(CNN) -- Islam Mohmand and his two wives have so many children that he sometimes gets confused and needs help to remember all of their names.
They have 20 kids in all but would be happy to bring even more into their small family house.
But population experts in Pakistan, where the Mohmands are from, say families like theirs are fueling a population explosion that is fast becoming the country's most dangerous crisis.
Pakistan's population has grown from around 33 million in 1947 to more than 180 million people in 2012, making it the sixth most populous country in the world. It is also one of the world's poorest, with 60% of Pakistanis living on just $2 per day, according to the World Bank. The majority of the population -- 70%, according to the United Nations -- is largely illiterate and resides in rural areas lacking the most basic services.
With only one in five Pakistani women using modern birth control, the United Nations estimates Pakistan will become the world's third most populous country after China and India by 2050.
"I consider the population problem the biggest problem of this country," said Akbar Laghari of Pakistan's Department of Population Welfare. "The future is bleak because of this."
He admitted the government has to share the blame as not enough is done to offer effective family planning services and teach people about birth control.
"We don't have that much mobility, we don't have the resources," he said.
"Because of the political upheavals in the country and frequent changes in government ... they [the government] are not giving it top priority."
With widespread poverty, an energy crisis, woeful public services, and a bloody, resource-draining insurgency, Pakistan can ill afford to see this rapid growth continue.
"Naturally there will be epidemics, there will be wars -- there will be fights for food, water and everything," Laghari warned.
"It's a huge concern that we're growing at one of the fastest rates in Asia," said Zeba Sathar, Pakistan country director for the Population Council, a non-profit organization that specializes in public health research in developing countries.
"I think it's an ignored problem. We're brushing it away and I'm afraid we're losing time."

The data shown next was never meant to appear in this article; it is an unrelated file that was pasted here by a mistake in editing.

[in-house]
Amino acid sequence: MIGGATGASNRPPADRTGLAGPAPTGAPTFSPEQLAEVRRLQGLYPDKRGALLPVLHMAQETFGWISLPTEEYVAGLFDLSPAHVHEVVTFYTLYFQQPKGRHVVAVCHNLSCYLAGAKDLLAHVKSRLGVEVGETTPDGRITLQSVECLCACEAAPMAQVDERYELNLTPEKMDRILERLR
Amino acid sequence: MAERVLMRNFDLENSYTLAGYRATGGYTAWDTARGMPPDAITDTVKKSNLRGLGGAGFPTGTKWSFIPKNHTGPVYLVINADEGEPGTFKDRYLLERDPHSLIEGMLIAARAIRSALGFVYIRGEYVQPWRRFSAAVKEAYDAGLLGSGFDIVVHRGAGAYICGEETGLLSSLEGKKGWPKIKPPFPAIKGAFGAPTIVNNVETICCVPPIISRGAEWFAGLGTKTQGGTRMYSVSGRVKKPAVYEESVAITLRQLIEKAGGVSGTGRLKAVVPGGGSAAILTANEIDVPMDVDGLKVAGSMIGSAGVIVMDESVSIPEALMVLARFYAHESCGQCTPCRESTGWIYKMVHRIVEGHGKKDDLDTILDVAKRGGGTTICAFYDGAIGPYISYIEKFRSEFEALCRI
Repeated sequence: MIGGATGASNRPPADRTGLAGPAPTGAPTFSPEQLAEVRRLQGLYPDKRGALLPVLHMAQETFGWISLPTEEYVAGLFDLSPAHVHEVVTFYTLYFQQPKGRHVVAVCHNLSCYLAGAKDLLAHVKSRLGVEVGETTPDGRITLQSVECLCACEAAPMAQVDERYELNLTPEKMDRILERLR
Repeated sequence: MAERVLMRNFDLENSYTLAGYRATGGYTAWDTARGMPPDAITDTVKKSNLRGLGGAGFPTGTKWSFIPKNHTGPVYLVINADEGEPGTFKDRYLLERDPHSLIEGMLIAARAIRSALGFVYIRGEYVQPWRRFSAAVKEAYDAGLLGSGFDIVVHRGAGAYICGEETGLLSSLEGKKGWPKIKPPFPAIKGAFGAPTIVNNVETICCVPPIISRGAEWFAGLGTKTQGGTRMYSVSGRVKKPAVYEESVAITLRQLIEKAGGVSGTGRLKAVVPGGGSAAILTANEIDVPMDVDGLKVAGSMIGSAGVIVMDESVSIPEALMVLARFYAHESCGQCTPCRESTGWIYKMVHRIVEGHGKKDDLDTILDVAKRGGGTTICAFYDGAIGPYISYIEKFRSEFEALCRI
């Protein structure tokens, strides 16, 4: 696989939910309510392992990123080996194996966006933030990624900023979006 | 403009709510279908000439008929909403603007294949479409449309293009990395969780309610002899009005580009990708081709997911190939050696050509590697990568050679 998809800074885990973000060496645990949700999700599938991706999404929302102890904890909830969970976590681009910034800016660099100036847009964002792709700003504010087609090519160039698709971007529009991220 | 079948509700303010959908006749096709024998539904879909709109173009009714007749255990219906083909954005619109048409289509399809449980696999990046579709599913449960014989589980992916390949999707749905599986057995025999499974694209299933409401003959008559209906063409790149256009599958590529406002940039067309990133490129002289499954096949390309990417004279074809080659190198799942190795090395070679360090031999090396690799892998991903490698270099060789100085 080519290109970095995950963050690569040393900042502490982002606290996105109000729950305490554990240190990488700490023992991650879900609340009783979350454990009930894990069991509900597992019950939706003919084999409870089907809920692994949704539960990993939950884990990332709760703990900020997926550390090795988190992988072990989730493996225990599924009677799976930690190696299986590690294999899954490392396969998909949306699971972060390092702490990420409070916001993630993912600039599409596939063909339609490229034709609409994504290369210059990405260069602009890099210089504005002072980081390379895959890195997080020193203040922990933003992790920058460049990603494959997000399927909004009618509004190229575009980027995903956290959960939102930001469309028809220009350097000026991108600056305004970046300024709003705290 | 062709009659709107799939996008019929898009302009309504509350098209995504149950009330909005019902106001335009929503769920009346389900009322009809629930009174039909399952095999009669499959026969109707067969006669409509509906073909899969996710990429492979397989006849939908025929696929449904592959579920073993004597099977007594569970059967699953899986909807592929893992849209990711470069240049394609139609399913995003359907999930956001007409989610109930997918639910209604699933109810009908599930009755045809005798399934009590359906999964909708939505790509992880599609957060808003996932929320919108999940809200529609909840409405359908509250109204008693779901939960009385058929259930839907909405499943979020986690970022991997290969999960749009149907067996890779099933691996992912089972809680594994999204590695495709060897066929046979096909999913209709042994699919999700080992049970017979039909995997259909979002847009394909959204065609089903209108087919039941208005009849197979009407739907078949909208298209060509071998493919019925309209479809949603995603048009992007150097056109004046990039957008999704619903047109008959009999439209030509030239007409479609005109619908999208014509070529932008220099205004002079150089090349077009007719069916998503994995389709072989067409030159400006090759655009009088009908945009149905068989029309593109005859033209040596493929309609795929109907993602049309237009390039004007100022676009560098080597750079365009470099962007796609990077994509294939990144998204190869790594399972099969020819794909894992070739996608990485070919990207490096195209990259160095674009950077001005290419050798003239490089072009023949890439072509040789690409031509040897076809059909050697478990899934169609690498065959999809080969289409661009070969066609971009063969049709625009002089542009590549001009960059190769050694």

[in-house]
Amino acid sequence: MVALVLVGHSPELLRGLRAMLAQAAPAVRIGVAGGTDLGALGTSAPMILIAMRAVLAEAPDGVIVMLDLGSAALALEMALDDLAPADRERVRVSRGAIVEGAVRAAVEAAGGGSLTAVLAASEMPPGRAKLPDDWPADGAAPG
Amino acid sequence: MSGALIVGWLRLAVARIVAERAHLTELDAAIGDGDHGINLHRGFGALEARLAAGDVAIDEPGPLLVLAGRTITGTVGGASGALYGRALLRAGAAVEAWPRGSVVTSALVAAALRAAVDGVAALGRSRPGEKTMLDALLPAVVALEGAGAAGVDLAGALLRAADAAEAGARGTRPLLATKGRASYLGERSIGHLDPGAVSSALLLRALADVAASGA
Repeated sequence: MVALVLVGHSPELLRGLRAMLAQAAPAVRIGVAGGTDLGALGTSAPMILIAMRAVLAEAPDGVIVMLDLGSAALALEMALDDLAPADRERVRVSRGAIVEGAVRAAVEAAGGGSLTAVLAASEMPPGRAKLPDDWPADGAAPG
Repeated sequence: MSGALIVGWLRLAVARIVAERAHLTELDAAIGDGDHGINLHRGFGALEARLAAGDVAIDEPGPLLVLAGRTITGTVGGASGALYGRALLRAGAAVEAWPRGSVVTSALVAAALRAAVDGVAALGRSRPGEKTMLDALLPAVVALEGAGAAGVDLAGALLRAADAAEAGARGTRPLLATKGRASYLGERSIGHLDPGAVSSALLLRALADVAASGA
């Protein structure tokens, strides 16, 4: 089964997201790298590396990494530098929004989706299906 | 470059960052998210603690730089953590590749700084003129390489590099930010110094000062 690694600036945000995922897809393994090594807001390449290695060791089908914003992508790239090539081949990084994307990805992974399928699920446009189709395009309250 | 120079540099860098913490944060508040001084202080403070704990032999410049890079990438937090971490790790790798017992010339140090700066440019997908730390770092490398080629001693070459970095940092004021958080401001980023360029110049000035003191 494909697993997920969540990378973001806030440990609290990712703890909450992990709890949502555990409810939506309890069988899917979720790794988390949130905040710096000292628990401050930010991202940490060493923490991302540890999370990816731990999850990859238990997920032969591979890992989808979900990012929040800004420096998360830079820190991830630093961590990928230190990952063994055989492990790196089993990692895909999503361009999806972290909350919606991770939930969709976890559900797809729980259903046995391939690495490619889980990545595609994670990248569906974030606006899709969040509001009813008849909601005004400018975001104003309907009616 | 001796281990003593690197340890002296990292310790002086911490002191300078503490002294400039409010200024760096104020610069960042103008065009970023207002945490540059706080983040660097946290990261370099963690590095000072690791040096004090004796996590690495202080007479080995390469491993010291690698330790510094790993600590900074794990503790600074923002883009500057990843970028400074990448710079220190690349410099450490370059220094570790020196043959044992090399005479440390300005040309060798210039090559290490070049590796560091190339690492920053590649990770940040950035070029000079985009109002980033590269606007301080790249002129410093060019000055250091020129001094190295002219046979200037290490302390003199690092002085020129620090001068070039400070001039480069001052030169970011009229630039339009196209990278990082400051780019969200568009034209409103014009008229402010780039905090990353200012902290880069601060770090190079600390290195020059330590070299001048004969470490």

Sathar says many people are unable to make informed decisions because support services such as family planning are lacking. "The poor end up with many children because they don't have access to right kind of information," she said.
"We're doing a lot of research where women say 'we didn't want that many children,' or they wanted to have them later but they just didn't find the services.
"The philosophy is we're not into controlling the number of children. If you can bring up a healthy family with 20 children, kudos to you. It's a question of running out of resources. It's when the 15th one suffers."
But the Mohmand children are already paying the price -- the family can only afford to send four of their offspring to school, the rest have to work to support the family.
A lack of education is not the only challenge. Pakistan is a deeply conservative country, where some view birth control as un-Islamic.
"None of these methods is allowed in Islam," said Maulana Tanveer Alvi, a Muslim cleric. "Whatever is born in the world -- animals, humans, anything living -- God is responsible for their care.
"The process of reproduction will go on until God stops it. Why should a Muslim worry about the increase in population when God has taken responsibility for everyone's care?"
Culturally, many women are often confined to the marital home and deprived of the right to make important decisions such as whether to have a child.
"Women don't always get to choose ... they require permission from their husband or even their mother-in-law," said Laghari.
However, other Muslim countries with similar problems to Pakistan, including Bangladesh and Iran, have introduced measures to curb their growing populations.
Experts say those countries started with the political will to do something and spent a lot of time and resources on family planning efforts.
The World Health Organization (WHO) says government field workers and satellite clinics are the two crucial elements in the campaign in Bangladesh -- which saw its population grow from 75 million when it gained independence in 1971, to more than 142 million currently.
It said thousands of Health and Family Welfare centers have been upgraded nationwide, while Family Welfare Assistants provide door-to-door visits giving millions of couples family planning support and sexual health education.